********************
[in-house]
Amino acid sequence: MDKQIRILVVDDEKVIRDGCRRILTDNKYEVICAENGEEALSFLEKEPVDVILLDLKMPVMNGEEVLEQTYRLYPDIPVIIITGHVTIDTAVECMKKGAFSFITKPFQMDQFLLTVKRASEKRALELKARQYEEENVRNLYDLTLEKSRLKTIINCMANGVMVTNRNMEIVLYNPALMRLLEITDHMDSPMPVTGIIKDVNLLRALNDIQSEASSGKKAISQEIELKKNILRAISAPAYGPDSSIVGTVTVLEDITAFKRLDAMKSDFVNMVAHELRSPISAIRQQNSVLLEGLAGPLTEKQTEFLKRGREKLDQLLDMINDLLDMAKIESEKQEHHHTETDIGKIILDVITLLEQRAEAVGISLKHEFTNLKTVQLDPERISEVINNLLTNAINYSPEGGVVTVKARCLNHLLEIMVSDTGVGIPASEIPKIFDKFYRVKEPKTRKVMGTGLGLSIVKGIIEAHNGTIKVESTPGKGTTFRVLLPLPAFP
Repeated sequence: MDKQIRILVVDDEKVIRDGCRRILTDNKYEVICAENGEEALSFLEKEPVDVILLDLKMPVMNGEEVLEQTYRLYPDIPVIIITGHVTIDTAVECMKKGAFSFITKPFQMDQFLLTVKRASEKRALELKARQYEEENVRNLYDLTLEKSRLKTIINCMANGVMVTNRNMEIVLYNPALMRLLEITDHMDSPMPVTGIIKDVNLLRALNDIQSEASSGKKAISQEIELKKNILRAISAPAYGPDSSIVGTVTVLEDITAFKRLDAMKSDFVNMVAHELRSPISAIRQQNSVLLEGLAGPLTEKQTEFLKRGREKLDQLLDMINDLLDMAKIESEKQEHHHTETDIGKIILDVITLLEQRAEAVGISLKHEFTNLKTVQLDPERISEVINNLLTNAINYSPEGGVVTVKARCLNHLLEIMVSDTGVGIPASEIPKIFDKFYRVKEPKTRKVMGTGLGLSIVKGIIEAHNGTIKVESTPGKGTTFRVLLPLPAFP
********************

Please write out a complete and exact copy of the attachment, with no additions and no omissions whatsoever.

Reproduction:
[in-house]
Amino acid sequence: MDKQIRILVVDDEKVIRDGCRRILTDNKYEVICAENGEEALSFLEKEPVDVILLDLKMPVMNGEEVLEQTYRLYPDIPVIIITGHVTIDTAVECMKKGAFSFITKPFQMDQFLLTVKRASEKRALELKARQYEEENVRNLYDLTLEKSRLKTIINCMANGVMVTNRNMEIVLYNPALMRLLEITDHMDSPMPVTGIIKDVNLLRALNDIQSEASSGKKAISQEIELKKNILRAISAPAYGPDSSIVGTVTVLEDITAFKRLDAMKSDFVNMVAHELRSPISAIRQQNSVLLEGLAGPLTEKQTEFLKRGREKLDQLLDMINDLLDMAKIESEKQEHHHTETDIGKIILDVITLLEQRAEAVGISLKHEFTNLKTVQLDPERISEVINNLLTNAINYSPEGGVVTVKARCLNHLLEIMVSDTGVGIPASEIPKIFDKFYRVKEPKTRKVMGTGLGLSIVKGIIEAHNGTIKVESTPGKGTTFRVLLPLPAFP
Repeated sequence: MDKQIRILVVDDEKVIRDGCRRILTDNKYEVICAENGEEALSFLEKEPVDVILLDLKMPVMNGEEVLEQTYRLYPDIPVIIITGHVTIDTAVECMKKGAFSFITKPFQMDQFLLTVKRASEKRALELKARQYEEENVRNLYDLTLEKSRLKTIINCMANGVMVTNRNMEIVLYNPALMRLLEITDHMDSPMPVTGIIKDVNLLRALNDIQSEASSGKKAISQEIELKKNILRAISAPAYGPDSSIVGTVTVLEDITAFKRLDAMKSDFVNMVAHELRSPISAIRQQNSVLLEGLAGPLTEKQTEFLKRGREKLDQLLDMINDLLDMAKIESEKQEHHHTETDIGKIILDVITLLEQRAEAVGISLKHEFTNLKTVQLDPERISEVINNLLTNAINYSPEGGVVTVKARCLNHLLEIMVSDTGVGIPASEIPKIFDKFYRVKEPKTRKVMGTGLGLSIVKGIIEAHNGTIKVESTPGKGTTFRVLLPLPAFP